ERD must address the implications of population forecasts

Development Policy19 Jun 2008Francisco Granell

The Broker asked Francisco Granell to reflect on the following three questions concerning Europe’s role in international development.

1. Does Europe have a specific role to play in the world, with regard to poverty and inequality, environment and energy, global governance and security?

In the 1950s Germany, France and Italy were among the ten most populated countries in the world. In 2050 no single European country will be listed in that group of ten. Current projections suggest that India, China, USA, Pakistan, Indonesia, Nigeria, Brazil, Bangladesh, Congo and Ethiopia would make up the list. This means that the only way in which Europe could be as a world player in the future is by acting together in defence of its common values and interests. Every single European country would simply be too small to be influential in world affairs.

2. As for the European Report on Development, what do you think should a) be the content/urgent themes of such a report, and b) be its approach? Given the existing annual publications like the World Development Report and the Human Development Report, what should the EDR do to distinguish itself and to prove its added value?

There are several international institutions dealing with the current topics in the development agenda. It seems to me that the European Report on Development must concentrate on future trends that would influence development perspectives. Developing countries represent 60% of the world population but that percentage will grow to 86% by 2050. In 30 years the urban population of developing nations – now about 2 billion people – will have doubled. The needs of an urban population are different than the needs of a rural population and the ERD must assess the need to change the ‘development concept’ as applied to an urban population, in line with population forecasts. The approach of the report must be multidisciplinary with specific focus on urbanization, regional issues and technology.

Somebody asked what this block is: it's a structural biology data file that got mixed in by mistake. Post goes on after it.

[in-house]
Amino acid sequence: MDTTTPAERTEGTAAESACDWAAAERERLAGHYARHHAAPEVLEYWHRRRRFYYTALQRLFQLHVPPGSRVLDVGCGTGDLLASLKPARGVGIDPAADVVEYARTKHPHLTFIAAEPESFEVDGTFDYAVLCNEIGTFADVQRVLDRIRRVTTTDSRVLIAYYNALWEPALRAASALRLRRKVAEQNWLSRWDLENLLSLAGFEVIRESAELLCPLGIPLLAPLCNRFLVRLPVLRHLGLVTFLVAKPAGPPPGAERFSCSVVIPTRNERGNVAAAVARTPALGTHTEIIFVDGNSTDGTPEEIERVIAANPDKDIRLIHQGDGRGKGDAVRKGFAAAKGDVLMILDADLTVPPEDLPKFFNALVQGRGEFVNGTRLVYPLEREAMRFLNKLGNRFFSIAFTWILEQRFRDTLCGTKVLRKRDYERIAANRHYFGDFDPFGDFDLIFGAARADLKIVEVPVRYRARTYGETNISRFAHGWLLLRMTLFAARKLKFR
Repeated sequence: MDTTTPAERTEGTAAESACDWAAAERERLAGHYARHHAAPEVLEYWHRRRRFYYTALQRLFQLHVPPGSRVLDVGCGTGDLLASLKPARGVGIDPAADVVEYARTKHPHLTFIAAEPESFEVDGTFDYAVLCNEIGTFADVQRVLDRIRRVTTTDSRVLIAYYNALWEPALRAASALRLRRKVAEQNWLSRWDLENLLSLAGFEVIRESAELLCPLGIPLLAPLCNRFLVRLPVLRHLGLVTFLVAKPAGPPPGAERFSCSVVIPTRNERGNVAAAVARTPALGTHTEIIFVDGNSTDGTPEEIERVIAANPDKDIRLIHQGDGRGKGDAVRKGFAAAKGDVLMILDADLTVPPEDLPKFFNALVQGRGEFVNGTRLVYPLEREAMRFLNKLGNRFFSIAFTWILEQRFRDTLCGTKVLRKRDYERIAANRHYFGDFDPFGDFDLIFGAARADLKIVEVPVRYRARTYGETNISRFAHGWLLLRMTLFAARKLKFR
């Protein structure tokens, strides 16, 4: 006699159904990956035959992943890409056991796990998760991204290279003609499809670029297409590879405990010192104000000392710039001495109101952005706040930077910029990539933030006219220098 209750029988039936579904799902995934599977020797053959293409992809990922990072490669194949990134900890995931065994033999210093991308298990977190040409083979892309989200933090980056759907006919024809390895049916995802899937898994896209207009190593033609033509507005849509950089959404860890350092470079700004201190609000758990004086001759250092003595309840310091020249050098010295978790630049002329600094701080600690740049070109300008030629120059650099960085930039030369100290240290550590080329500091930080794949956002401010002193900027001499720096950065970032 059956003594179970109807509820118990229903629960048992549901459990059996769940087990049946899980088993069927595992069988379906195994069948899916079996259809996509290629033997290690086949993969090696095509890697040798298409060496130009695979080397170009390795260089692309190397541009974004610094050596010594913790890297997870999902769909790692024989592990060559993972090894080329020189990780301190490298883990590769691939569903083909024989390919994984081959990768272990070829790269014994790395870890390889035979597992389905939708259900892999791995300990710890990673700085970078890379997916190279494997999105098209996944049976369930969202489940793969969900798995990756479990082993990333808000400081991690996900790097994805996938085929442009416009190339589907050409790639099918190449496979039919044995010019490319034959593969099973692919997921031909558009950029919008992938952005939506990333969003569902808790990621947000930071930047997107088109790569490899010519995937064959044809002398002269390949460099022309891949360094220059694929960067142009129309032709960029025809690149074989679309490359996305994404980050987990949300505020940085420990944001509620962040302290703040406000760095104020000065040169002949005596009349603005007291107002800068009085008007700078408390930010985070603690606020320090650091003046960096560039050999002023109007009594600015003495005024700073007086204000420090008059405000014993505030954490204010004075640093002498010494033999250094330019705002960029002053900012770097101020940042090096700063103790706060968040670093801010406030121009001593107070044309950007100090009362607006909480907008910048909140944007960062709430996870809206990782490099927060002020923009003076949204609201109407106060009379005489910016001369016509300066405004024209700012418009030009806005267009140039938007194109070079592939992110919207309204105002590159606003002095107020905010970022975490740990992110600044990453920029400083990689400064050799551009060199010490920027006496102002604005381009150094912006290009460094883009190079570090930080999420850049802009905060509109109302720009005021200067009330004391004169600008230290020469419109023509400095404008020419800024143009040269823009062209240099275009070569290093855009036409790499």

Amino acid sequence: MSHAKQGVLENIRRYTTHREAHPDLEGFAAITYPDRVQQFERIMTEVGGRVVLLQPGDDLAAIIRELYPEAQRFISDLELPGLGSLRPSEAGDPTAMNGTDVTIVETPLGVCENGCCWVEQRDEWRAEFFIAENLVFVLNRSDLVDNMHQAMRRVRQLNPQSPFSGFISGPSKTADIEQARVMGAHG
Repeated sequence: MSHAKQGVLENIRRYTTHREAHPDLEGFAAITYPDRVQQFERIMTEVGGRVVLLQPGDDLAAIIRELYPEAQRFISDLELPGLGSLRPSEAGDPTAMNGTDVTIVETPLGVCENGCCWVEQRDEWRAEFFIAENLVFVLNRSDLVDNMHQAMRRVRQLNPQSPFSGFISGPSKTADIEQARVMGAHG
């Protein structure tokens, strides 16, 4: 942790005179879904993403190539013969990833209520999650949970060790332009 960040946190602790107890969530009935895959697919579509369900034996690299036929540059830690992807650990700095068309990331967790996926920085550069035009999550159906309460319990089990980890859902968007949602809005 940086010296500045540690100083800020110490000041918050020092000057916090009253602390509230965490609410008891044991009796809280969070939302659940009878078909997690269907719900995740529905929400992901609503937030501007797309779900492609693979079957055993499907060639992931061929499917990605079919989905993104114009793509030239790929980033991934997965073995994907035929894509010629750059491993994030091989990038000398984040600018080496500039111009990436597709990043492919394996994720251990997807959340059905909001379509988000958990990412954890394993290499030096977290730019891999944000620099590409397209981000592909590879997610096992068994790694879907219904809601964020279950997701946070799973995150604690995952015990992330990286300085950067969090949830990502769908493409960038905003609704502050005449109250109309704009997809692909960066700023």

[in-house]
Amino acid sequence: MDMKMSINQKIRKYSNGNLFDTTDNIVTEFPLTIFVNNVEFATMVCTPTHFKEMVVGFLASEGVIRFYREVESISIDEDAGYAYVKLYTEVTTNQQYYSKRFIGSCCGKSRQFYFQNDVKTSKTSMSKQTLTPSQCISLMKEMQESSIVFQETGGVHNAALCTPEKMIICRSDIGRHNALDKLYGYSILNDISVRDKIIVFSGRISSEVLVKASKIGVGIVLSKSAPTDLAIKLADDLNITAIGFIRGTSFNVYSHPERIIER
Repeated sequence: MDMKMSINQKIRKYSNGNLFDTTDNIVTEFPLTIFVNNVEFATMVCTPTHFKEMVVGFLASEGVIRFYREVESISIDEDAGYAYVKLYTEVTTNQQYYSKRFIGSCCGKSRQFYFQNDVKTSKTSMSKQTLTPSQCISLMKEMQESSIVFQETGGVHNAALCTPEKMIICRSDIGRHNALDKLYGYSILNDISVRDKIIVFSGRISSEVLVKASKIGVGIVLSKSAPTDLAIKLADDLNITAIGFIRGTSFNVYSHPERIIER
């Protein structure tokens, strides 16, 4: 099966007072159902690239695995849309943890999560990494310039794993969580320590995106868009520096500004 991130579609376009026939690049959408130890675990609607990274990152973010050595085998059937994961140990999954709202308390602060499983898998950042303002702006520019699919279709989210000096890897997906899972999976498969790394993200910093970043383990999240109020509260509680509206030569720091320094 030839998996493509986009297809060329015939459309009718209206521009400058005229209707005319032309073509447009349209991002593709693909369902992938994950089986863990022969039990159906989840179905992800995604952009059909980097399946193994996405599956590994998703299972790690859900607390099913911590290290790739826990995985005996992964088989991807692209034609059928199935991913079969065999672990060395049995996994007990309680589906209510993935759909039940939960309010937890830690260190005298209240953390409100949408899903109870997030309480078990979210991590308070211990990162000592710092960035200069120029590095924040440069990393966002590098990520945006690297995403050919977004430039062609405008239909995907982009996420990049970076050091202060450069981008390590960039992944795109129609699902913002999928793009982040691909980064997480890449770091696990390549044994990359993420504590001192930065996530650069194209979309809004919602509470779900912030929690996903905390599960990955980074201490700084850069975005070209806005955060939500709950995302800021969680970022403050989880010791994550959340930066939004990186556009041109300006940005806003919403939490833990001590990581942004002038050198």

The best index that the EDR Report can offer to the world would be to increase the funds for development managed by European institutions, instead of increasing the money managed by the European bilateral aid agencies. Only with such central management of funds could the EU become the most important world donor.

3. Are the (im)possibilities of a European development agenda a subject of discussion in your country among academics, the government and/or civil society organizations? Is there a sense that Europe should take a more prominent role in advancing international development?

Even after the increase in funds promised by Spain to replenish the 10th EDF (European development fund), Spanish bilateral aid is much more important than the amount of Spanish taxpayers money given to the multilateral institutions or the EU. This fact, and the reality that there is no real tradition in Spain of having think tanks to deal with development matters, creates a situation in which the discussion concerning European Aid is only a topic when discussing Latin American countries. But we must remember that Latin American countries are not a priority for European aid but rather the least developed countries (LDC).


F. Granell: La cooperation au developpement de la Communauté Européenne, Brussels, Institut d’Etudes Européennes, Collection Commentaire J. Megret, 2005, 475 pages.
F. Granell: Can the Fifth Enlargement Weaken the EU Development Cooperation. In: J. Roy and R. Dominguez (eds): Towards the Completion of Europe, University of Miami, Miami-Florida European Union Center of Excellence, 2006, pp. 139-149.